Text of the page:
Another bill designed to shore up funding for state oil and gas regulators is making its way through the West Virginia Senate.
The Senate Energy, Industry and Mining Committee on Thursday approved a bill estimated to add $1.9 million per year annually to the Department of Environmental Protection’s cash-strapped Office of Oil and Gas.
The legislation, Senate Bill 613, was previously shelved by the committee in favor of SB 480. The latter legislation is estimated to raise $1.3 million per year by imposing a $100 annual oversight fee for unplugged wells that produce 10,000 cubic feet or more of gas per day.
But committee Chair Sen. Randy Smith, R-Tucker, said Thursday there was no interest in advancing SB 480 in the House of Delegates after it passed the Senate Monday, prompting him to turn to SB 613 as a means of bolstering Office of Oil and Gas funding. SB 613 was not on the committee’s agenda for its Thursday meeting.
SB 613 takes a different approach to boosting Office of Oil and Gas revenue. It would dedicate a 1.5% oil and gas severance tax to the Office of Oil and Gas starting July 1, 2022.
The office needs $1.3 million more annually just to get back to previous staffing levels that well safety proponents say were already inadequate, a shortfall driven by its main revenue pipeline — permit fees — drying up amid oil and gas industry struggles.
The Office of Oil and Gas is responsible for monitoring and regulating oil and gas drilling, storage and production, and manages the state’s abandoned well-plugging and reclamation program.
DEP Deputy Secretary Scott Mandirola told the committee that in 2020, the agency reduced the size of the Office of Oil and Gas from about 45 to 25 staff members due to a lack of funding, including an inspection staff reduction from 18 to nine.
Mandirola noted the majority of the office’s funding comes from permit application fees, and that the office doesn’t collect revenue from annual oversight fees like the DEP’s other divisions.
There are 75,000 wells throughout the state, including roughly 6,000 orphaned wells, that inspectors are responsible for, Mandirola said.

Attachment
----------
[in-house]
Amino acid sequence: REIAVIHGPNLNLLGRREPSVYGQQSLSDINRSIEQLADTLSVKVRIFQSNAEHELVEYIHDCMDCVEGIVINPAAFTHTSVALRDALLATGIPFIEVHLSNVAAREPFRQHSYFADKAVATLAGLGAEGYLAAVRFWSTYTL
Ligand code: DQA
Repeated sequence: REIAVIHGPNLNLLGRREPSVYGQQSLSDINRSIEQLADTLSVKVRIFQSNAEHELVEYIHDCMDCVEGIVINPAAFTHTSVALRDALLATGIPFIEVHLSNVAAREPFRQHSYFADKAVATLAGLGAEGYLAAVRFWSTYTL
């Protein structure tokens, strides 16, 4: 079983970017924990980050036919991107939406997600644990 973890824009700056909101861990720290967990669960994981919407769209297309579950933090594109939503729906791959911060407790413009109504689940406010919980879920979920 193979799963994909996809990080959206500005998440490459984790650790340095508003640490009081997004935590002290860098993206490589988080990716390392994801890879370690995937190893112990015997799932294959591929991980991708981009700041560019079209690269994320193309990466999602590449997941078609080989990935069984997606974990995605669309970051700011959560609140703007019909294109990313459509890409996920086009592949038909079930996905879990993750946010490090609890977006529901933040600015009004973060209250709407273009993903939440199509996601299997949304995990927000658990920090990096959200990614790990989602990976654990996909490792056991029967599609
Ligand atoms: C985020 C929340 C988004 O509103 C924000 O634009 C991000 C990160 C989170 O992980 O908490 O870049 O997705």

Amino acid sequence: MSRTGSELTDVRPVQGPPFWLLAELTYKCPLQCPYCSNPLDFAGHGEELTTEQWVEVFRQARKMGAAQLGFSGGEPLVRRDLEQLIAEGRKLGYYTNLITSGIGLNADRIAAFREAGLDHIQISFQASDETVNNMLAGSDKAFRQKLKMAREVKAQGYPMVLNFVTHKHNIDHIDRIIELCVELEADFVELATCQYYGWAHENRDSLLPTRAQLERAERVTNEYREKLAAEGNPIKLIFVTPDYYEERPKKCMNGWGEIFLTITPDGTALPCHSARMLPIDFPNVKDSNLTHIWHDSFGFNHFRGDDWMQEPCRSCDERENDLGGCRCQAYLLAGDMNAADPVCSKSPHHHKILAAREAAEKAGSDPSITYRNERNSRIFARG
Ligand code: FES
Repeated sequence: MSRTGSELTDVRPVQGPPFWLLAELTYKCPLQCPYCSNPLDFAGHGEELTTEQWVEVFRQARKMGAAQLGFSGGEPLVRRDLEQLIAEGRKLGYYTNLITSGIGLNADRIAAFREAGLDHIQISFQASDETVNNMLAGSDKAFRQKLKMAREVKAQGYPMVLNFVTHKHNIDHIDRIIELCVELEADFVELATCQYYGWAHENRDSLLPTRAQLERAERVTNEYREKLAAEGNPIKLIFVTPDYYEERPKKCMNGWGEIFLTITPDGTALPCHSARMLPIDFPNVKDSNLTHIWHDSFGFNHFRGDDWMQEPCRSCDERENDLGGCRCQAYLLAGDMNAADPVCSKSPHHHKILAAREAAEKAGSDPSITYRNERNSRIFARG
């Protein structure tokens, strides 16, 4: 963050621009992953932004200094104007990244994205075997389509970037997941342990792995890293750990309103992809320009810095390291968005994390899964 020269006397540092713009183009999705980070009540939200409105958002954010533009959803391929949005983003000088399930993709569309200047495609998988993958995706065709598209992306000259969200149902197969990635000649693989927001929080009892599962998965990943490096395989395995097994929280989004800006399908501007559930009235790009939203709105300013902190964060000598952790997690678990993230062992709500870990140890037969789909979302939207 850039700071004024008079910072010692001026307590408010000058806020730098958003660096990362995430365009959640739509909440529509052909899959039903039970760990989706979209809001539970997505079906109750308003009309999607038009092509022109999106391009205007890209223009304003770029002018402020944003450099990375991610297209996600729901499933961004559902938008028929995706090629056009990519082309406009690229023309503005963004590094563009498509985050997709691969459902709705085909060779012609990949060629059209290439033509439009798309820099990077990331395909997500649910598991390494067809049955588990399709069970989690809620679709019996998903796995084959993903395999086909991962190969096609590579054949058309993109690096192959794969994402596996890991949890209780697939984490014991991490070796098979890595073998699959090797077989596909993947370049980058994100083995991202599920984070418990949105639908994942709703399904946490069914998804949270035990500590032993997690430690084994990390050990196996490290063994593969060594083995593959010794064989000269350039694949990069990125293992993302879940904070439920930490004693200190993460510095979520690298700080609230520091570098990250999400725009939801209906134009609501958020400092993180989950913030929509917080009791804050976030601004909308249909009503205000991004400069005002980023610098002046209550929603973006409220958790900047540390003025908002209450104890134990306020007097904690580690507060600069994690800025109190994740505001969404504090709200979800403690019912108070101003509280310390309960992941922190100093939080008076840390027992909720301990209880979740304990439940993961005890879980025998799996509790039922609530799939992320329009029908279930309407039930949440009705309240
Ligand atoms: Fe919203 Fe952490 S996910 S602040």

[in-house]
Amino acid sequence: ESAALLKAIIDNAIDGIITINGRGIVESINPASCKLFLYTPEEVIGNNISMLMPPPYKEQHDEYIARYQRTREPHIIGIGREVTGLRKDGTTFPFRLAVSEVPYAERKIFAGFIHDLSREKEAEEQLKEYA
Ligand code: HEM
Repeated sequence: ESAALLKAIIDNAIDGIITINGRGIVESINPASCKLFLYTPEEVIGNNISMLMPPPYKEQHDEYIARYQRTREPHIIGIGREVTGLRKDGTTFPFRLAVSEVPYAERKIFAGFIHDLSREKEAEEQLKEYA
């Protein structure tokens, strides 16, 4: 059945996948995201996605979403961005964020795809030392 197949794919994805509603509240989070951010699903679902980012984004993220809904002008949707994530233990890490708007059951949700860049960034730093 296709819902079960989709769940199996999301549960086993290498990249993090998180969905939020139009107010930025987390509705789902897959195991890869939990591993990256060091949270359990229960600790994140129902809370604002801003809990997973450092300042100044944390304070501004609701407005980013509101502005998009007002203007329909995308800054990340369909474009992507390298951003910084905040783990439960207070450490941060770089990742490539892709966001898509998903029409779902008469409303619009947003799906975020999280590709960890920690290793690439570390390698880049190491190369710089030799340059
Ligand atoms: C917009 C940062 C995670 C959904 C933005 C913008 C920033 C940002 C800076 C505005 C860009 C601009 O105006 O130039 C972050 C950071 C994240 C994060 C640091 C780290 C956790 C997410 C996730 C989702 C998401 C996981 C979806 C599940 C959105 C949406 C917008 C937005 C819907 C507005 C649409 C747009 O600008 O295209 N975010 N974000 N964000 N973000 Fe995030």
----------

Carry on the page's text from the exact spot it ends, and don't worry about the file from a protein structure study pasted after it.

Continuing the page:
Mandirola told committee members the projected $1.9 million boost from SB 613 would allow the Office of Oil and Gas’ inspection staff count to double back up to 18.
“Is 18 enough?” Sen. Charles Clements, R-Wetzel, asked Mandirola.
“Enough is a difficult question to answer,” Mandirola replied. “I can certainly say that I don’t believe nine is enough.”
Not getting back to the office’s former complement of 18 inspectors would result in well drillers and citizens with complaints both having to keep waiting longer than they should for inspector responses.
Mandirola said there were six phases of well drilling in which an inspector must be onsite when drilling occurs.
West Virginia Rivers Coalition Executive Director Angie Rosser said her organization was glad to see the Senate to take action to address what she called a severe lack of oil and gas inspectors, but is concerned the legislation doesn’t go far enough to provide effective well oversight.
“We need to get to a level where oversight actually has a deterrent effect on preventing environmental harms, not just have the minimum in place to respond to problems after they have occurred,” Rosser said in an email. “It’s in the industry’s interest and it’s in the public interest to solve this staffing crisis.”
West Virginia Surface Owners’ Rights Organization cofounder David McMahon has suggested the office needs about 40 inspectors. He called for an annual $100 fee for operators of all wells — or essentially anything that will increase the Office of Oil and Gas’ number of inspectors above what it was before downsizing.
For the second straight year, the Legislature has ignored House Bill 2725, which would institute a $100 annual oversight fee for all wells.
McMahon has cited a 2018 study of West Virginia well sites published in the peer-reviewed journal Science of the Total Environment that found active conventional wells are a significant source of methane emitted to the atmosphere.
The study estimated that each active conventional well loses roughly 9% of production.
The Energy, Industry and Mining Committee referred SB 613 to the Senate Finance Committee.